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How to Hike Solo At Must-See National Parks

Last Updated on September 20, 2022 by Molly Egan

Teton National Park – Paintbrush Canyon

You’ve decided to adventure solo – Welcome to the memorable experiences ahead! The best solo adventures and hiking awaits. Especially in the Wild, Wild West! There are many National Parks in the West; however, we recommend these three for ease in access and ability for all: Yellowstone National Park, Teton National Park, and Rocky Mountain National Park.

How do you hike solo?

Easy. Follow the steps below to ensure a good hike!
  1. Bring Bear Spray and Bear Bell
  2. Break in your hiking boots (the waterproof kind!)
  3. Wear appropriate clothing – sunblock, SPF, hats, wool socksĀ 
  4. Check the weather! Recommend Clime App (or NOAA)
  5. Research the trail and map out your hike
  6. Tell a friend where you are going and when you expect to be back (cell service won’t be an option)
  7. Download trail maps (Avenza is best) to know where you are at all times
  8. Bring snacks and a hydration pack
  9. Have fun!

What are the Best National Park Trails?

Here are the top hiking trails. The following have the most amazing views, and best of all – minimal crowds!
  1. String Lake at Paintbrush Canyon, Teton National Park
  2. Lost Lake, Yellowstone National Park
  3. Five Lakes Loop, Rocky Mountain National Park (secret insiders tip!)
  4. Grinnell Glacier, Glacier National Park
  5. Highline Trail, Glacier National Park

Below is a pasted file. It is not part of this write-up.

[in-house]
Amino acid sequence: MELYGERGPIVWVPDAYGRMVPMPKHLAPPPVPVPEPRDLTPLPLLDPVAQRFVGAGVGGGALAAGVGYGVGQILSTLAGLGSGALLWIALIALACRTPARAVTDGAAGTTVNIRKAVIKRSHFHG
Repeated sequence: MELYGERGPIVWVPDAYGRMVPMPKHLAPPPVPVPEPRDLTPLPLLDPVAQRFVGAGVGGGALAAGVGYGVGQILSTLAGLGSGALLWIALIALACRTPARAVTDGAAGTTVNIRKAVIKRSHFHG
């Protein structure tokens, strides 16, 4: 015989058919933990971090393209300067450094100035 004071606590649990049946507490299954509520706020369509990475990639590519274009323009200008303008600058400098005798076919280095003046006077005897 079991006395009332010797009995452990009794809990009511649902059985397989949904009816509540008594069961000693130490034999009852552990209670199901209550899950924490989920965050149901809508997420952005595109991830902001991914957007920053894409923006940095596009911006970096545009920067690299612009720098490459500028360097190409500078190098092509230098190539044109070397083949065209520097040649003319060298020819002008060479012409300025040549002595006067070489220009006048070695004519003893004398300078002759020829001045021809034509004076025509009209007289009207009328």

String Lake, Paintbrush Canyon, Teton National Park

Teton Mountains from Teton National Park Hiking Trails

This trail is amazing for its varied terrain, views, wildflowers, animal sighting possibilities (moose, bear, deer & birds), and the refreshing cool-off in the lake! We recommend String Lake Trail and start with the East portion of Jenny Lake Loop Trail (4 miles, 550ft., 3hrs.)! Sign me up for awe-inspiring views in addition to three lakes – Jenny, String, Leigh!

The Paintbrush Canyon Loop is 20.6 miles with over 5,000 elevation gain – challenging, long yet amazing – and begins at String Lake. This String Lake Trail loop is an attainable taste of Paintbrush Canyon for all. As a solo hiker, you will feel comfortable and awed simultaneously.

Lost Lake via NPS

Lost Lake, Roosevelt, Yellowstone National Park

The best trail in Yellowstone National Park is the Lost Lake Trail! It’s a peaceful hike to a secluded lake, where you’ll see a petrified tree and wildflowers. Why do we love it? It is easy, has a reasonable distance, and has low elevation gain (3 miles, 2 hrs., 600ft) – great for all ages, families, and solo!

Emerald Lake at Five Lakes Loop, Rocky Mountain National Park – image via x

Five Lakes Loop, Rocky Mountain National Park

The best hiking trail in Rocky Mountain National Park is the Five Lakes Loop Trail (7 miles RT)! Depending on the effort you’d like to exert and the distance take a look at which falls and lakes you’d like to see as well as elevation to pick your exact trail path.

The recommended short distance instead of a loop is to head up to Emerald Lake and pass both Dream and Nymph Lake here. (3 miles RT). Surprise yourself with nature’s beauty hiking solo.

Glacial lake view on Pawnee Pass Trail

Pawnee Pass, Roosevelt Forest (Next to Rocky Mtn Nat’l Park)